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Can I paint over varnished wood? :: Posted by: Admin on September 27th, 2014

flaking paint off varnished frame

Can I paint over varnished wood?

This is a question that is asked a lot, and the simple answer is yes you can paint over varnished wood, but the preparation must be done correctly otherwise the paint can simply peel of or scraped of as in the following video.

In this video the door frames had been painted in the past over varnished wood, but the preparation hadn’t been done correctly and as there were new doors fitted and the door stops moved the frames needed painting, as you can see this is a good example of preparation not being done right.

How not to paint over varnished wood

A brief video showing what happens if you do not paint over varnish correctly.

How to paint over varnished wood

I wrote a blog post about the job you have seen in the video, you can read the post called can I paint over varnished wood?

In the blog post I go through each stage of how I prepared the varnished wood through to priming, undercoating and finally topcoating.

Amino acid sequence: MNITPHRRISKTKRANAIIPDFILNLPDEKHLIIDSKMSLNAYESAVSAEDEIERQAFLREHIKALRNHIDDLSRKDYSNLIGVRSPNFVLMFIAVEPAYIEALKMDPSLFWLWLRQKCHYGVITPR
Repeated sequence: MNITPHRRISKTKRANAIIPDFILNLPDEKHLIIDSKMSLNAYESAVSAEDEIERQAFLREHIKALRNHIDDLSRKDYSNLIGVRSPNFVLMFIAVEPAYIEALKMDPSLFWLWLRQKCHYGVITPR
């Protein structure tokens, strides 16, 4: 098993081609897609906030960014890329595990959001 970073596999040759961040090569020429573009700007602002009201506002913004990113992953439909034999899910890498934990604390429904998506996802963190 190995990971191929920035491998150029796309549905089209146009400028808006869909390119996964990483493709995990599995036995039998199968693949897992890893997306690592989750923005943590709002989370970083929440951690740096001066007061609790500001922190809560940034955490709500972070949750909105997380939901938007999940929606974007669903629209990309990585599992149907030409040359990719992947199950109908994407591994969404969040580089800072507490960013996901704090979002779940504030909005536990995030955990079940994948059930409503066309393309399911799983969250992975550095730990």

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Decorating a bedroom :: Posted by: Admin on April 30th, 2014

Decorating a bedroom

I thought I would do a post about a recent job I did, it was decorating a bedroom of a local bungalow. The job entailed stripping the old wallpaper, painting the woodwork and then re-papering with two different papers above and below a dado rail.

Firstly I removed the old wallpaper and backing paper. I don’t use a wallpaper stripper and I have blogged about this in the past, you can read my post How to strip wallpaper for more information on how I do it.

Once the wallpaper was removed I could see any holes and cracks that needed repair before hanging the new wallpapers, you can read about how to fill cracks in my post about it, I have also written about the different types of filler.

When the filler was dry I rubbed it down with the remaining walls to ensure they were smooth and level, I also rubbed all the woodwork down including a window sill, a door, a door frame and architrave, the skirting boards and the dado rail. I then vacuumed the walls down to remove any dust, I also vacuumed up and dust that had fallen onto the ground. I always carry my own vacuum with me to clear up so I don’t have to use the clients.